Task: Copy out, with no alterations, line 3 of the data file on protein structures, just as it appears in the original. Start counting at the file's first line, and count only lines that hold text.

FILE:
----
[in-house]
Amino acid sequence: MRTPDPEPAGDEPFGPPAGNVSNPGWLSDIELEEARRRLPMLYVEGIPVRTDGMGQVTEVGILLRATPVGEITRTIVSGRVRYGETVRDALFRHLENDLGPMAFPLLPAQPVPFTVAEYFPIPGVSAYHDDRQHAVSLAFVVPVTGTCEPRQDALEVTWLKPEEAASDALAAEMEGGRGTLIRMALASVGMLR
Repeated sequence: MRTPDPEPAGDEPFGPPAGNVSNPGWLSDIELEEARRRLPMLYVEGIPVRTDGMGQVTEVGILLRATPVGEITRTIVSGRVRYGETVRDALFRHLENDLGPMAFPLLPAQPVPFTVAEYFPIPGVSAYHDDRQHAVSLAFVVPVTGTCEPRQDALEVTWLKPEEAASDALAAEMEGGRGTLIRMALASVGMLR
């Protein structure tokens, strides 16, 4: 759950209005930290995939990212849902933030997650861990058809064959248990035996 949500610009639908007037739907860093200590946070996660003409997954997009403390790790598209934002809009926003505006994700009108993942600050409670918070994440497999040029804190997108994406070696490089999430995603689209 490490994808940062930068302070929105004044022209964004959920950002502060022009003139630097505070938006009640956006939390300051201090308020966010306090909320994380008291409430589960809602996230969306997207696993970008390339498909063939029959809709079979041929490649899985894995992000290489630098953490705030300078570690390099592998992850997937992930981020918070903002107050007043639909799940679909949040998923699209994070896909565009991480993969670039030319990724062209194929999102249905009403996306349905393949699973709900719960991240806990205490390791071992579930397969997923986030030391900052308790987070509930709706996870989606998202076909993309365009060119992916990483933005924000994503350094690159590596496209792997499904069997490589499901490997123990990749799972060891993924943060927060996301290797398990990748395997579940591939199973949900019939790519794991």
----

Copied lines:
Repeated sequence: MRTPDPEPAGDEPFGPPAGNVSNPGWLSDIELEEARRRLPMLYVEGIPVRTDGMGQVTEVGILLRATPVGEITRTIVSGRVRYGETVRDALFRHLENDLGPMAFPLLPAQPVPFTVAEYFPIPGVSAYHDDRQHAVSLAFVVPVTGTCEPRQDALEVTWLKPEEAASDALAAEMEGGRGTLIRMALASVGMLR